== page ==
Monday, October 6, 2014


Drake let out a sigh of weariness and satisfaction and stabbed the overhead door operator for the coach house. Even though he had an apartment at seminary, this was still home, and he still had a place that was just his. The fourth door slowly raised and he stepped on the gas to pull into his parking spot -- to slam on the brakes two seconds later. He stared a moment, then laughed. It looked like his mother decided to use his space in the carriage house to store all the overflow of supplies for the reception, if not the presents that had been spilling in since they sent out the party announcements and invitations more than a week ago.
He lowered the door again, put the Jeep into park in front of the door, and finally, gratefully, turned off the ignition. His legs and back actually throbbed a little as he unfolded to get out of the driver's seat, and he considered leaving his luggage in the Jeep until he had gotten inside and had something to eat. Maybe even wait until after his shower.
Habit and deeply ingrained training took over and he snatched up the smaller of his suitcases and his briefcase with all the assignments he wanted to get ahead on while he was home. While his professors were understanding and flexible, they weren't so flexible or understanding that he didn't have to keep up with the start-of-the-term assignments. He would need clean clothes after his shower, at the very least. Drake's mind wandered to all the wedding festivity goodies his mother would have out for the girls and his stomach growled in anticipation as he climbed the steps of the back porch. His right foot hit the box wrapped in silver and white paper, sitting on the top step, before he realized it was there.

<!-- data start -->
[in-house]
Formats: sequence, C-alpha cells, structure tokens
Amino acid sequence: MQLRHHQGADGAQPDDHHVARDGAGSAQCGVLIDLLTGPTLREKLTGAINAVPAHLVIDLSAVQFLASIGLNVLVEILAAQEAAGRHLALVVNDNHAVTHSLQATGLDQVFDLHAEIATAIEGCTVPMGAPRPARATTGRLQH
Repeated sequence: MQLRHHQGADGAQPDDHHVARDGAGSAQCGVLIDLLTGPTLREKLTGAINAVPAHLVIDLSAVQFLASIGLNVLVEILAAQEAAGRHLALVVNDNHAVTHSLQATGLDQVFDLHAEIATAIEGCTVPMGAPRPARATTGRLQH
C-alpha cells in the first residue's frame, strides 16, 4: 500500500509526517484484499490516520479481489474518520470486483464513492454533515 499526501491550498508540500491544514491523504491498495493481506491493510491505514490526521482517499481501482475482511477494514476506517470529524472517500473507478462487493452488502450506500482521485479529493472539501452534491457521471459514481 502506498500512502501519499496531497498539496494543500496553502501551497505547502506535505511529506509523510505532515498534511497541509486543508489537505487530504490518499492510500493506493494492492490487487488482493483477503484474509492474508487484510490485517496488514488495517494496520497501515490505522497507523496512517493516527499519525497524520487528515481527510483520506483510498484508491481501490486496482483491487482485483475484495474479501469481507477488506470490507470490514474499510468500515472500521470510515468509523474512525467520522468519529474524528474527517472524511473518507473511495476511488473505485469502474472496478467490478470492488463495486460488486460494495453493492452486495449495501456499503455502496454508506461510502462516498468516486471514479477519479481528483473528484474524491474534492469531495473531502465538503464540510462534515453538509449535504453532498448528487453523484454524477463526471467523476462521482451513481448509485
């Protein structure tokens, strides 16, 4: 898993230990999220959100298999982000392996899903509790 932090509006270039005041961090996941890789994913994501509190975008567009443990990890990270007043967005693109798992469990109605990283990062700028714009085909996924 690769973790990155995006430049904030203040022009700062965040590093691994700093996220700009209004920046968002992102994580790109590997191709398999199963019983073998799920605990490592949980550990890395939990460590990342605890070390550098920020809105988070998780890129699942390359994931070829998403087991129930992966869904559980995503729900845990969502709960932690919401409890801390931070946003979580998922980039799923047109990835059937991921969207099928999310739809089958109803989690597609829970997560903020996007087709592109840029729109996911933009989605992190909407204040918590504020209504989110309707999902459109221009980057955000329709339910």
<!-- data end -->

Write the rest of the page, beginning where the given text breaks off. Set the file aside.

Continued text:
What was a wedding present doing on the back porch? For a second, he thought the driver had come back here -- but no, all those boxes had been covered in plain brown paper, protecting the wrapped presents from the elements. Drake bent down, and for a moment his sleepy brain couldn't figure out how to pick up the box while his hands were full. He realized the wedding present was carefully wrapped in a dry cleaning bag, keeping it dry. As if whoever left it there expected it to stay ignored for a while, and prepared against snowfall.
          He put down his suitcase and dug in his pocket for his keys, then pushed the door open, took his suitcase and briefcase inside, then came back out for the present. He put it down on the counter next to the phone in the big gleaming pale green and stainless steel kitchen that Mrs. Belmont had ruled for so long. The scents of sausage rolls and stewed fruit and hot coffee reached out and snagged him with their siren song. He barely remembered to kick the door closed before nearly stumbling across the kitchen to the bowls and platters and the coffeemaker sitting on the counter on the far side of the kitchen, with the pass-through window discretely closed.

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